How can companies thrive under CCPA regulation?

The California Consumer Privacy Act (CCPA) plays an important role in data regulation globally. This regulatory system applies to any for-profit company that collects the data of consumers residing in California.

America’s GDPR: A guide for UK organisations on how to prepare for the CCPA

Jung-Kyu McCann, General Counsel at Druva, explores how UK organisations can prepare for America’s GDPR, better known as the CCPA. Read here

Though this was always bound to be a welcome instalment for online consumers, numerous amendments to it, since it came into force in 2018, mean that decision-makers need to keep track of this, as well as the rising amounts of data their company collects from customers.

“If you look in the United States alone, CCPA has just been released fairly recently,” explained Stephen Manley, chief technologist at cloud data protection firm Druva. “Because it’s a new law, it’s actually currently undergoing amendments, so it’s not what you’d call a fully stable law yet.

“It’s still being figured out, which is pretty common.”

Stephen Manley, chief technologist at Druva.

Managing data in various locations

One major challenge that Manley says companies deal with when it comes to data management under CCPA, is dealing with consumer data that’s located across a number of devices and software infrastructures.

He explained: “I think the biggest challenge we see a lot of people having, is that they often don’t understand how many places are holding customer data.

“They were thinking very much about the data that they had on their premises, maybe things that are in file servers, databases, corporate laptops, that sort of thing, and it takes a while to then realise that they’ve got a number of SaaS applications, whether it’s Salesforce, Slack or Office 365.

How artificial intelligence and machine learning changed the SaaS industry

Yair Green, CTO at GlobalDots, explains how artificial intelligence and machine learning changed the Software-as-a-Service industry. Read here

“We need to be able to get a hold of that data as well and cope with it, and in fact, you can then get into multiple layers, and there becomes a daisy chain of who actually is holding the data, and how you get a hold of that.

“That be a real challenge for a lot of organisations; because the CCPA basically gives you 45 days to be able to comply with any sort of request, being able to hit that SLA when you have to go through potentially multiple layers can actually be quite challenging.”

An opportunity for reflection

According to Manley, the companies that manage to succeed while staying within CCPA boundaries use the regulation as an opportunity to reflect on their operations.

“Regulations like CCPA are a good baseline for what your company should be doing anyway,” he said.

“For a lot of the better organisations, we see them saying that the goal isn’t just to hit the baseline, but it’s to use this as a starting point for discussion about what we want to be as a business.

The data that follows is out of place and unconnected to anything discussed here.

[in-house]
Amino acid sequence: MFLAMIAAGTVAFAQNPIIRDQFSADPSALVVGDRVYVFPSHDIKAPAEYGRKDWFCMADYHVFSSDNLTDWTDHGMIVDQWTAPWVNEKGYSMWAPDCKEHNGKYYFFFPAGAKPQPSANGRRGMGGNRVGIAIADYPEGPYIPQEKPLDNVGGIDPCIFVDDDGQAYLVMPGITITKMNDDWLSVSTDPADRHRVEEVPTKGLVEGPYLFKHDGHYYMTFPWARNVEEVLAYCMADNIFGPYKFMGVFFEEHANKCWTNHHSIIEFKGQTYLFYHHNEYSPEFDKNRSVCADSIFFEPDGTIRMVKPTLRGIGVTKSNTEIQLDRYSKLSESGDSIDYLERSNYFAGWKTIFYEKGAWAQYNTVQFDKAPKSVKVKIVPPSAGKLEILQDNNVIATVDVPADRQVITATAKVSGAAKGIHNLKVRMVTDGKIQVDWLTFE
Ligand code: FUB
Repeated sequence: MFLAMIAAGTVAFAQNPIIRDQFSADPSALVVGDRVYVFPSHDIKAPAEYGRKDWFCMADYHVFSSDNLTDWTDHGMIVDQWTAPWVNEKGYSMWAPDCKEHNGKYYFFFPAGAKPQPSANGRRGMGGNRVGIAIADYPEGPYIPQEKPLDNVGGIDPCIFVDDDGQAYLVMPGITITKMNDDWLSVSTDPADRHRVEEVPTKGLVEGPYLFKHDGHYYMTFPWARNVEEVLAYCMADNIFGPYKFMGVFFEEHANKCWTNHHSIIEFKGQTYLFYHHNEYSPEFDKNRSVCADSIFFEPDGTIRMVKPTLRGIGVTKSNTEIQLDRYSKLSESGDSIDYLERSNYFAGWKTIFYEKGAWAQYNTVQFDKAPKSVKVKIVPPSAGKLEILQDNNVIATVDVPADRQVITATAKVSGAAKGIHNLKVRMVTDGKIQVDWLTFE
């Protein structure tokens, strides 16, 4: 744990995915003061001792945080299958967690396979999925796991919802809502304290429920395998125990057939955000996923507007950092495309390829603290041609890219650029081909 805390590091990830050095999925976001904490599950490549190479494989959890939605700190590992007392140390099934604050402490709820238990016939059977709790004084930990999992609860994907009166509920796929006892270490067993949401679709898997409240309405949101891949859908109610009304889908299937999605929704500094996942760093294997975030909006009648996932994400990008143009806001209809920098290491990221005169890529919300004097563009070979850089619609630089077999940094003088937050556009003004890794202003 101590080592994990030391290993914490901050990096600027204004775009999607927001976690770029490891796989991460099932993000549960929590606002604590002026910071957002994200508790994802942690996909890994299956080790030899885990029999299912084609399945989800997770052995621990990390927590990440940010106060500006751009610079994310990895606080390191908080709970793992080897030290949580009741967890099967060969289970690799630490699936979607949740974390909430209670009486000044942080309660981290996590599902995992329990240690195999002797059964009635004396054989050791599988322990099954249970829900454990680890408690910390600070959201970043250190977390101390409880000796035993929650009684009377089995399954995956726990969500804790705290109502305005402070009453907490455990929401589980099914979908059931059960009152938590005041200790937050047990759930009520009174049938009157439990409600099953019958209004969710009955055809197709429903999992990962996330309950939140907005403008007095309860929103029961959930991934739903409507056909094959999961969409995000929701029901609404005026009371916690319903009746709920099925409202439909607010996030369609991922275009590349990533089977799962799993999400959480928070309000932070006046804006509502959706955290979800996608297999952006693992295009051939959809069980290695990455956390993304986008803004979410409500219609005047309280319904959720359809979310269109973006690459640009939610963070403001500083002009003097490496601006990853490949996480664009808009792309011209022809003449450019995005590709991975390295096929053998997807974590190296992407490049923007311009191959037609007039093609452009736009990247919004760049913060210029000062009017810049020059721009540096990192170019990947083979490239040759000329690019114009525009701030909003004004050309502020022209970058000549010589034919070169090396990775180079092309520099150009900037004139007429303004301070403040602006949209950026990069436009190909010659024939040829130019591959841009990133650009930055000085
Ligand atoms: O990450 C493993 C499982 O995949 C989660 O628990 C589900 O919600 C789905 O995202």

“They use this as an opportunity to ask questions around what they’re doing around data governance as an organisation, what they’re doing around data security as an organisation, and what they’re doing around data protection as an organisation. So, that’s the first thing they do.”

Using security as a marketing tool

The security of customer information is a major focal point for companies when it comes to adhering to CCPA, due to the risk of being fined if customer information is breached.

Companies found to have intentionally infringed the regulations could be subject to fines up to $7,500, while $2,500 is the maximum for cases that aren’t found to be intentional.

Beyond IT: Combating cybersecurity breaches needs to be a company-wide effort

Combating cybersecurity breaches requires a company wide effort, says Dorian Logan. That means ensuring employees are vigilant, building an asset blueprint, and being transparent about previous cybersecurity breaches. Read here

According to Druva’s chief technologist, however, having possession of adequate security will not only ensure compliance, but could also be used “as a marketing advantage for connecting with customers”.

He continued: “They think: ‘If we do a good job with this, this is something we should be sharing with our customers, that we treat them and their data and their privacy as something that’s fundamentally important to our organisation’,” he continued.

“If you can do that, let’s not just tick the box, but let’s use it as a way to get closer to our customers.”

Implementing evolution into company strategy

The third action that Manley says companies can take in order to use CCPA compliance to their advantage, is ensuring that they are ready to change with regulation amendments, while looking to other regulations within the United States for inspiration.

“There are multiple other states that are looking at similar laws, and the CIOs and CTOs are looking around and saying ‘Okay, this isn’t a one off, so what’s our legal strategy? How are we going to deal with the fact that we’re going to have to cope with multiple regulations in multiple geographies?

“The ability to adapt to new regulations quickly could actually become a competitive advantage. They look at how can how they can make that a strategy for the organisation.”

Avatar photo

Aaron Hurst

Aaron Hurst is Information Age's senior reporter, providing news and features around the hottest trends across the tech industry.